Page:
New courier study shows that U.S. Western States have low threshold for late deliveries
Recent research conducted by the national courier, Dropoff suggests that consumers on the U.S. west coast and western states are far more demanding than those living elsewhere in the country. They want it yesterday…if not sooner.
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Here in San Francisco, we’ve come to regard talk about “a New York Minute” as strictly passé. Now comes news from a prominent national courier confirming what we knew all along: U.S. Pacific Rim consumers have little patience for late deliveries.
Recent research conducted by the national courier, suggests that consumers on the U.S. west coast and western states are far more demanding than those living elsewhere in the country. They want it yesterday…if not sooner.
Dropoff just released the findings of its annual consumer survey on delivery and retail trends, noting that there’s a huge “expectations gap” between what products consumers want delivered same-day and what products they actually receive same-day.
The West’s biggest expectation gap was for healthcare products, including prescriptions, medication, and medical devices or supplies (53% of consumers in the West want same-day delivery for healthcare products vs. only 5% that received same-day healthcare products). They also had the highest expectations gap when looking across all 15 different product categories in the study compared to other regions in the U.S.
Furthermore, West consumers are 9.5% more likely to expect companies to have “much faster” delivery times than the previous year (46% West vs. 42% non-West). They are also 14% more likely to abandon an online purchase because of slow delivery time (58% West vs. 51% non-West).
“This marks our third annual consumer survey, and every year we find there are slight differences between what various consumer segments want and expect from their delivery experiences,” said Dropoff CEO Sean Spector in an interview.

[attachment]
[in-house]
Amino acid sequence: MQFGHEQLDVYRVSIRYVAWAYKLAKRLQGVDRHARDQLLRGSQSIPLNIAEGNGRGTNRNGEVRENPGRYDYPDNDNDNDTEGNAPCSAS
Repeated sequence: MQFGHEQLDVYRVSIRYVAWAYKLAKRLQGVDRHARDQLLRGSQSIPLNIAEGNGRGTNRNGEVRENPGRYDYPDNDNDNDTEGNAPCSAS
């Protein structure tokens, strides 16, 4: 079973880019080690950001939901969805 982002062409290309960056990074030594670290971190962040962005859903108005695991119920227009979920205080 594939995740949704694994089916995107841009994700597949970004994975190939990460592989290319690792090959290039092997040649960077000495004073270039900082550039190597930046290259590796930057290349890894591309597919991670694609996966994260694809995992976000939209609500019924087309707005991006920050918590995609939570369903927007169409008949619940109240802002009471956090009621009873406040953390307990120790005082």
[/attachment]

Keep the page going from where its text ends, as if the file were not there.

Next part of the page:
He added that early tech adopters, for instance, are more likely to abandon an online purchase if the delivery options aren’t fast enough (60% of early tech adopters versus 51% non-early tech adopters).
“Given these differences between stand-out consumer segments, we wanted to further explore other segments that might be expecting or experiencing delivery in a unique way, too,” said Spector.
Finally, U.S. consumers in the West fared better than other regions for delivery problems (late, missing, damaged, etc.) but are still 13% more likely to have had packages go missing compared to other regions.
Now wait just a minute….
About the AuthorPatrick Burnson, Executive Editor Patrick Burnson is executive editor for Logistics Management and Supply Chain Management Review magazines and web sites. Patrick is a widely-published writer and editor who has spent most of his career covering international trade, global logistics, and supply chain management. He lives and works in San Francisco, providing readers with a Pacific Rim perspective on industry trends and forecasts. You can reach him directly at
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